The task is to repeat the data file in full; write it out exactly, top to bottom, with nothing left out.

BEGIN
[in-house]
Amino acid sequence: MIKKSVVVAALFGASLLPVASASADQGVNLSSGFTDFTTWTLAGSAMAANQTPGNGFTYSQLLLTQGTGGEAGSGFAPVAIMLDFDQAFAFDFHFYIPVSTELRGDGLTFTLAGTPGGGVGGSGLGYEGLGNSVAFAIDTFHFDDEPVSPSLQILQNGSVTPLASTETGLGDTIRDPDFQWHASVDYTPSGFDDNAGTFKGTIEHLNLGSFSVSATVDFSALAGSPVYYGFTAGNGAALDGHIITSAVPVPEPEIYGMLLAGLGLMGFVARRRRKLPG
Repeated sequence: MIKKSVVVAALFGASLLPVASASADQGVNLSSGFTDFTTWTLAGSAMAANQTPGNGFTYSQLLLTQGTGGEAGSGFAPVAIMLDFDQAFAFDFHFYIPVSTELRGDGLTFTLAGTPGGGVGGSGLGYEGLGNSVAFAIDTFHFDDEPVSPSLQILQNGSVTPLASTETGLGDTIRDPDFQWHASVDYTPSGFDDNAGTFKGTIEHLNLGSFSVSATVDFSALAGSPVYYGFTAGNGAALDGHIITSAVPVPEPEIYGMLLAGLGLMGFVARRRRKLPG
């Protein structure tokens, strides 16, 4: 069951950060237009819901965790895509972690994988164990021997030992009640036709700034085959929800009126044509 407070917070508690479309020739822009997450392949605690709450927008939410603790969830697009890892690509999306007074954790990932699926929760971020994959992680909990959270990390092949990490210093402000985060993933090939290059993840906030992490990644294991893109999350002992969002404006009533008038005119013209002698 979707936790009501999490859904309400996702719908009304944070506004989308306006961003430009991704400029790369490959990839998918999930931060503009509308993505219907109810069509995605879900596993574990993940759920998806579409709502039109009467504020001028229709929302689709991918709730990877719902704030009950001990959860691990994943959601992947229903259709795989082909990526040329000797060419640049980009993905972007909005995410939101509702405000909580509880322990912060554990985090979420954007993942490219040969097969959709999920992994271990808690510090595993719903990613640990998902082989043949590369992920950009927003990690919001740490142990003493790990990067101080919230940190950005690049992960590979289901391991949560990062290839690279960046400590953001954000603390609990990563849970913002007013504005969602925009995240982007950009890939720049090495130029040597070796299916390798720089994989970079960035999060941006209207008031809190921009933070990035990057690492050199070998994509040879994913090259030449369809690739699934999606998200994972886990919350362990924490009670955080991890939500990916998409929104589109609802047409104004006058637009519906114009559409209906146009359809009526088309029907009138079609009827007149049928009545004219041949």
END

[in-house]
Amino acid sequence: MIKKSVVVAALFGASLLPVASASADQGVNLSSGFTDFTTWTLAGSAMAANQTPGNGFTYSQLLLTQGTGGEAGSGFAPVAIMLDFDQAFAFDFHFYIPVSTELRGDGLTFTLAGTPGGGVGGSGLGYEGLGNSVAFAIDTFHFDDEPVSPSLQILQNGSVTPLASTETGLGDTIRDPDFQWHASVDYTPSGFDDNAGTFKGTIEHLNLGSFSVSATVDFSALAGSPVYYGFTAGNGAALDGHIITSAVPVPEPEIYGMLLAGLGLMGFVARRRRKLPG
Repeated sequence: MIKKSVVVAALFGASLLPVASASADQGVNLSSGFTDFTTWTLAGSAMAANQTPGNGFTYSQLLLTQGTGGEAGSGFAPVAIMLDFDQAFAFDFHFYIPVSTELRGDGLTFTLAGTPGGGVGGSGLGYEGLGNSVAFAIDTFHFDDEPVSPSLQILQNGSVTPLASTETGLGDTIRDPDFQWHASVDYTPSGFDDNAGTFKGTIEHLNLGSFSVSATVDFSALAGSPVYYGFTAGNGAALDGHIITSAVPVPEPEIYGMLLAGLGLMGFVARRRRKLPG
């Protein structure tokens, strides 16, 4: 069951950060237009819901965790895509972690994988164990021997030992009640036709700034085959929800009126044509 407070917070508690479309020739822009997450392949605690709450927008939410603790969830697009890892690509999306007074954790990932699926929760971020994959992680909990959270990390092949990490210093402000985060993933090939290059993840906030992490990644294991893109999350002992969002404006009533008038005119013209002698 979707936790009501999490859904309400996702719908009304944070506004989308306006961003430009991704400029790369490959990839998918999930931060503009509308993505219907109810069509995605879900596993574990993940759920998806579409709502039109009467504020001028229709929302689709991918709730990877719902704030009950001990959860691990994943959601992947229903259709795989082909990526040329000797060419640049980009993905972007909005995410939101509702405000909580509880322990912060554990985090979420954007993942490219040969097969959709999920992994271990808690510090595993719903990613640990998902082989043949590369992920950009927003990690919001740490142990003493790990990067101080919230940190950005690049992960590979289901391991949560990062290839690279960046400590953001954000603390609990990563849970913002007013504005969602925009995240982007950009890939720049090495130029040597070796299916390798720089994989970079960035999060941006209207008031809190921009933070990035990057690492050199070998994509040879994913090259030449369809690739699934999606998200994972886990919350362990924490009670955080991890939500990916998409929104589109609802047409104004006058637009519906114009559409209906146009359809009526088309029907009138079609009827007149049928009545004219041949």